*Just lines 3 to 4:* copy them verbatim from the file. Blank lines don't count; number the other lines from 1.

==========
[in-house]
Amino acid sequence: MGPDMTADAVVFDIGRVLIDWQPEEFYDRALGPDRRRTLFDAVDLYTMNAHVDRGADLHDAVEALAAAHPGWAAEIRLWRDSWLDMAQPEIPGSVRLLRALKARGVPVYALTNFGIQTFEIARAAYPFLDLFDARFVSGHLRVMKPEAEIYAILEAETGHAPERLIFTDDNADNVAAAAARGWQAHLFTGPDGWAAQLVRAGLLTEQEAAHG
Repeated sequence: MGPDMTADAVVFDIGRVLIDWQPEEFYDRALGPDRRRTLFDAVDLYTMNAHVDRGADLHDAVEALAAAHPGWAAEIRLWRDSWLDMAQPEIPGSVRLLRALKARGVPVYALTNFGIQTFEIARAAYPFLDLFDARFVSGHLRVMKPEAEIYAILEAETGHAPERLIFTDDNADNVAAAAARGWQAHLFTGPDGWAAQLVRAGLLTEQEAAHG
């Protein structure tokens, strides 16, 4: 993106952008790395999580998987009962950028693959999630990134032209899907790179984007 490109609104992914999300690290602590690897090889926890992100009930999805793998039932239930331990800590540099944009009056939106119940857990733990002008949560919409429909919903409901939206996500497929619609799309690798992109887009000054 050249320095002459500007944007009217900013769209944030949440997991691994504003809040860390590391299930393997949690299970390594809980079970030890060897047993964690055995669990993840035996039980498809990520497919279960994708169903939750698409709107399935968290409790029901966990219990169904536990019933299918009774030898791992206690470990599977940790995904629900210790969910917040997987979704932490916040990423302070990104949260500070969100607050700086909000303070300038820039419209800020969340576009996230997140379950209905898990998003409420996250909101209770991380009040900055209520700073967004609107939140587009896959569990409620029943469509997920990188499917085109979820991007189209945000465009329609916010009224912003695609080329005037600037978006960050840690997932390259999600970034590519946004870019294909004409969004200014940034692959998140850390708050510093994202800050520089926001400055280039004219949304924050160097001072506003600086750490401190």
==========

Repeated sequence: MGPDMTADAVVFDIGRVLIDWQPEEFYDRALGPDRRRTLFDAVDLYTMNAHVDRGADLHDAVEALAAAHPGWAAEIRLWRDSWLDMAQPEIPGSVRLLRALKARGVPVYALTNFGIQTFEIARAAYPFLDLFDARFVSGHLRVMKPEAEIYAILEAETGHAPERLIFTDDNADNVAAAAARGWQAHLFTGPDGWAAQLVRAGLLTEQEAAHG
């Protein structure tokens, strides 16, 4: 993106952008790395999580998987009962950028693959999630990134032209899907790179984007 490109609104992914999300690290602590690897090889926890992100009930999805793998039932239930331990800590540099944009009056939106119940857990733990002008949560919409429909919903409901939206996500497929619609799309690798992109887009000054 050249320095002459500007944007009217900013769209944030949440997991691994504003809040860390590391299930393997949690299970390594809980079970030890060897047993964690055995669990993840035996039980498809990520497919279960994708169903939750698409709107399935968290409790029901966990219990169904536990019933299918009774030898791992206690470990599977940790995904629900210790969910917040997987979704932490916040990423302070990104949260500070969100607050700086909000303070300038820039419209800020969340576009996230997140379950209905898990998003409420996250909101209770991380009040900055209520700073967004609107939140587009896959569990409620029943469509997920990188499917085109979820991007189209945000465009329609916010009224912003695609080329005037600037978006960050840690997932390259999600970034590519946004870019294909004409969004200014940034692959998140850390708050510093994202800050520089926001400055280039004219949304924050160097001072506003600086750490401190």